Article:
Tension Points: Learning to Make Social Science Matter

Critical Policy Studies, Forthcoming

27 Pages Posted: 25 Jan 2016

See all articles by Bent Flyvbjerg

Bent Flyvbjerg

University of Oxford - Said Business School

Todd Landman

University of Essex

Sanford Schram

Bryn Mawr College

Date Written: 2016


The phronetic approach to social science as developed in Making Social Science Matter (Flyvbjerg 2001), Making Political Science Matter (Schram and Caterino 2006) and Real Social Science (Flyvbjerg, Landman and Schram 2012) argues for the application of practical wisdom in social science research that emerges from the development of applied expert knowledge. The collection of case studies in Real Social Science revealed a remarkable set of ‘tension points’ across different research projects that are crucial in bringing impact and change that flows from the research itself. From mega-projects to airport expansion, these tension points show extraordinary yet persistent contradictions (e.g. skewed cost-benefit analysis for megaprojects or ‘sustainable aviation’ in the UK) in policy making and practice that are elucidated through the phronetic approach. Conceived as ‘fault lines’, tension points can be ‘broken’ through sustained research that identifies them, problematizes them, and develops new and better practices. This article develops the idea of tension points further, illustrates them with cases studies from Real Social Science and other examples from policy research, and then applies the idea to London 2012, which we see as a global tension point between massive public and private inward investment, false promises, and a biased focus of Olympic ‘legacy.’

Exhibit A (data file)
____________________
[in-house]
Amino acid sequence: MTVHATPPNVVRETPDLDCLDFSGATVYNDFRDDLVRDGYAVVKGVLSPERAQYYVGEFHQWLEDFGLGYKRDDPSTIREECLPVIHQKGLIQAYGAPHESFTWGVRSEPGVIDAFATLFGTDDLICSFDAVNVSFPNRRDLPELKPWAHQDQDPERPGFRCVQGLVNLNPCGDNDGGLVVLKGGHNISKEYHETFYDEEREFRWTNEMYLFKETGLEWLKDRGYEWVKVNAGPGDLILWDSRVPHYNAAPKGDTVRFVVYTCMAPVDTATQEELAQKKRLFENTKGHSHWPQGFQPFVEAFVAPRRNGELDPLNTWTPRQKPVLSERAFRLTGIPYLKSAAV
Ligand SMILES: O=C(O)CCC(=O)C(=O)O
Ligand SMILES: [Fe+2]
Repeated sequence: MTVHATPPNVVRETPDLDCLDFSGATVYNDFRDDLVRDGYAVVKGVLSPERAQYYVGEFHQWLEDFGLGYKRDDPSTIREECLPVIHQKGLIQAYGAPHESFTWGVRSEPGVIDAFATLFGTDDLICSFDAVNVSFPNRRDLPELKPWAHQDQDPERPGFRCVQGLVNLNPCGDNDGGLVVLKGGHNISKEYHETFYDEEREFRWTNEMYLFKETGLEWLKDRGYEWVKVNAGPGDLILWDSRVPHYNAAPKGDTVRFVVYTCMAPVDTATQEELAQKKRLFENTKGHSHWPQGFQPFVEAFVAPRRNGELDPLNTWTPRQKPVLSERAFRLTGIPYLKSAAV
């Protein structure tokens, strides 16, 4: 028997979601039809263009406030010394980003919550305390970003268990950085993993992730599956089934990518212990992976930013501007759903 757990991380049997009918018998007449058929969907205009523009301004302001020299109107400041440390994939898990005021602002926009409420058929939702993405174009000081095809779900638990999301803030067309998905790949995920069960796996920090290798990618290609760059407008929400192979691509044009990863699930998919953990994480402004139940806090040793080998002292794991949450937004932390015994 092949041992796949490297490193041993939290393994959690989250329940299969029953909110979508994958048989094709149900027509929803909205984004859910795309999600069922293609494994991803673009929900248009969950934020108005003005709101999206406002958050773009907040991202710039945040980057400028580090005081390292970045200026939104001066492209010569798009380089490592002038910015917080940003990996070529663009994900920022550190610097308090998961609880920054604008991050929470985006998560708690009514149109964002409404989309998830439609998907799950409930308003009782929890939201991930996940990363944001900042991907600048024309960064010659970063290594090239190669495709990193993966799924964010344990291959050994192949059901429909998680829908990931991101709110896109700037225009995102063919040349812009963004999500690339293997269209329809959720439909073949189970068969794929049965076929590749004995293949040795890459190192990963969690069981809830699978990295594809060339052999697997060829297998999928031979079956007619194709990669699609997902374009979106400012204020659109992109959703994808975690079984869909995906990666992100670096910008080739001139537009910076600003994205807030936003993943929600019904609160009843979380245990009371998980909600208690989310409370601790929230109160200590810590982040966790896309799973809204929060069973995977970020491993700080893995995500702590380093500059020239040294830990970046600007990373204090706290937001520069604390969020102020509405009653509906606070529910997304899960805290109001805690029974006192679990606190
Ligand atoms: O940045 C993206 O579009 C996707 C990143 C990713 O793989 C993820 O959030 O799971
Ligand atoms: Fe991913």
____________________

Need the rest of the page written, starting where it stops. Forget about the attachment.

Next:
Keywords: Future of social science, phronesis, phronetic social science, tension points, contestable knowledge, megaprojects, Olympic Games, London 2012

Suggested Citation

Flyvbjerg, Bent and Landman, Todd and Schram, Sanford, Tension Points: Learning to Make Social Science Matter (2016). Critical Policy Studies, Forthcoming. Available at SSRN: https://ssrn.com/abstract=2721321

Bent Flyvbjerg

University of Oxford - Said Business School ( email )

Park End Street
Oxford, OX1 1HP
Great Britain

Todd Landman

University of Essex ( email )

Wivenhoe Park
Colchester CO4 3SQ, CO4 3SQ
United Kingdom
441206872129 (Phone)

HOME PAGE: http://www.essex.ac.uk/government

Sanford Schram (Contact Author)

Bryn Mawr College

Bryn Mawr, PA 19010
United States

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